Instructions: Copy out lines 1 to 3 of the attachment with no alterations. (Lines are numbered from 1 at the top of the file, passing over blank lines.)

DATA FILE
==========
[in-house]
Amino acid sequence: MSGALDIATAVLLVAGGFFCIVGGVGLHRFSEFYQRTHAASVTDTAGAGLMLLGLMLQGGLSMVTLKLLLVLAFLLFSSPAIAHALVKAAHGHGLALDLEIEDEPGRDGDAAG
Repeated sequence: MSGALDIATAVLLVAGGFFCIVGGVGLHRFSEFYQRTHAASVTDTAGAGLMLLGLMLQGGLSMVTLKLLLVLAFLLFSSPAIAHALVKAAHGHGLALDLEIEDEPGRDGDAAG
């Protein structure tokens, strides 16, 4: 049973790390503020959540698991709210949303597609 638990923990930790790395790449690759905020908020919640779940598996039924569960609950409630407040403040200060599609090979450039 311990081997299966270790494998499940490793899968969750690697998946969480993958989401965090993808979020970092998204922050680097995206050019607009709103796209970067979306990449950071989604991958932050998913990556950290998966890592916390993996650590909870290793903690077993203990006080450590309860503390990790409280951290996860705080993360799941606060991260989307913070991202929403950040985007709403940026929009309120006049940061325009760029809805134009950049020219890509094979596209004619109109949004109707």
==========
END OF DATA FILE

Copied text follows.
[in-house]
Amino acid sequence: MSGALDIATAVLLVAGGFFCIVGGVGLHRFSEFYQRTHAASVTDTAGAGLMLLGLMLQGGLSMVTLKLLLVLAFLLFSSPAIAHALVKAAHGHGLALDLEIEDEPGRDGDAAG
Repeated sequence: MSGALDIATAVLLVAGGFFCIVGGVGLHRFSEFYQRTHAASVTDTAGAGLMLLGLMLQGGLSMVTLKLLLVLAFLLFSSPAIAHALVKAAHGHGLALDLEIEDEPGRDGDAAG